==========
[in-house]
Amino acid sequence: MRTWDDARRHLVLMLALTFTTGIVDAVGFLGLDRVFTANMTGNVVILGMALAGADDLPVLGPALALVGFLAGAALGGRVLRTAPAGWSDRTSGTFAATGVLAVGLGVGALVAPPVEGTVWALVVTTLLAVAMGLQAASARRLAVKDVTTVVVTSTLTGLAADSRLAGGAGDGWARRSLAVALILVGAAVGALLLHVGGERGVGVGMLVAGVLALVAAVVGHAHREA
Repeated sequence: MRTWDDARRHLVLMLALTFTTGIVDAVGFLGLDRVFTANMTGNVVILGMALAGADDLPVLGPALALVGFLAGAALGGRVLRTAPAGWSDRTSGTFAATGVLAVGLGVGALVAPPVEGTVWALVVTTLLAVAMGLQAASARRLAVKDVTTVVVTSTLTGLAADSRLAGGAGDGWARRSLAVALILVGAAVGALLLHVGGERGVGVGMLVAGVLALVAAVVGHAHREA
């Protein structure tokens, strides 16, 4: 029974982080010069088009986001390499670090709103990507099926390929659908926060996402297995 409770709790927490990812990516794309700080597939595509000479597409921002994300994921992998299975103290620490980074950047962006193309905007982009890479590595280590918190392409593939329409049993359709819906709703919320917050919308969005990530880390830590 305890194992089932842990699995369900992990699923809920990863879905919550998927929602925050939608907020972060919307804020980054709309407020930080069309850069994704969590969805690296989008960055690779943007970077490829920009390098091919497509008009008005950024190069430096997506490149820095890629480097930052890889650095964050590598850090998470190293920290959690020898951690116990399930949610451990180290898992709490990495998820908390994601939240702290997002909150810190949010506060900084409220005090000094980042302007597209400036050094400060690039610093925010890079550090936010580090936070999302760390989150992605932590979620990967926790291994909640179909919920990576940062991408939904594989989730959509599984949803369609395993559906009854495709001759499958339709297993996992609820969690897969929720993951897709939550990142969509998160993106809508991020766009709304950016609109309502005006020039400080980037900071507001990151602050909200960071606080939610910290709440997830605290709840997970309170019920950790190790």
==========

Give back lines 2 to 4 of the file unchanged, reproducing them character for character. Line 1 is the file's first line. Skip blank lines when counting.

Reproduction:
Amino acid sequence: MRTWDDARRHLVLMLALTFTTGIVDAVGFLGLDRVFTANMTGNVVILGMALAGADDLPVLGPALALVGFLAGAALGGRVLRTAPAGWSDRTSGTFAATGVLAVGLGVGALVAPPVEGTVWALVVTTLLAVAMGLQAASARRLAVKDVTTVVVTSTLTGLAADSRLAGGAGDGWARRSLAVALILVGAAVGALLLHVGGERGVGVGMLVAGVLALVAAVVGHAHREA
Repeated sequence: MRTWDDARRHLVLMLALTFTTGIVDAVGFLGLDRVFTANMTGNVVILGMALAGADDLPVLGPALALVGFLAGAALGGRVLRTAPAGWSDRTSGTFAATGVLAVGLGVGALVAPPVEGTVWALVVTTLLAVAMGLQAASARRLAVKDVTTVVVTSTLTGLAADSRLAGGAGDGWARRSLAVALILVGAAVGALLLHVGGERGVGVGMLVAGVLALVAAVVGHAHREA
């Protein structure tokens, strides 16, 4: 029974982080010069088009986001390499670090709103990507099926390929659908926060996402297995 409770709790927490990812990516794309700080597939595509000479597409921002994300994921992998299975103290620490980074950047962006193309905007982009890479590595280590918190392409593939329409049993359709819906709703919320917050919308969005990530880390830590 305890194992089932842990699995369900992990699923809920990863879905919550998927929602925050939608907020972060919307804020980054709309407020930080069309850069994704969590969805690296989008960055690779943007970077490829920009390098091919497509008009008005950024190069430096997506490149820095890629480097930052890889650095964050590598850090998470190293920290959690020898951690116990399930949610451990180290898992709490990495998820908390994601939240702290997002909150810190949010506060900084409220005090000094980042302007597209400036050094400060690039610093925010890079550090936010580090936070999302760390989150992605932590979620990967926790291994909640179909919920990576940062991408939904594989989730959509599984949803369609395993559906009854495709001759499958339709297993996992609820969690897969929720993951897709939550990142969509998160993106809508991020766009709304950016609109309502005006020039400080980037900071507001990151602050909200960071606080939610910290709440997830605290709840997970309170019920950790190790």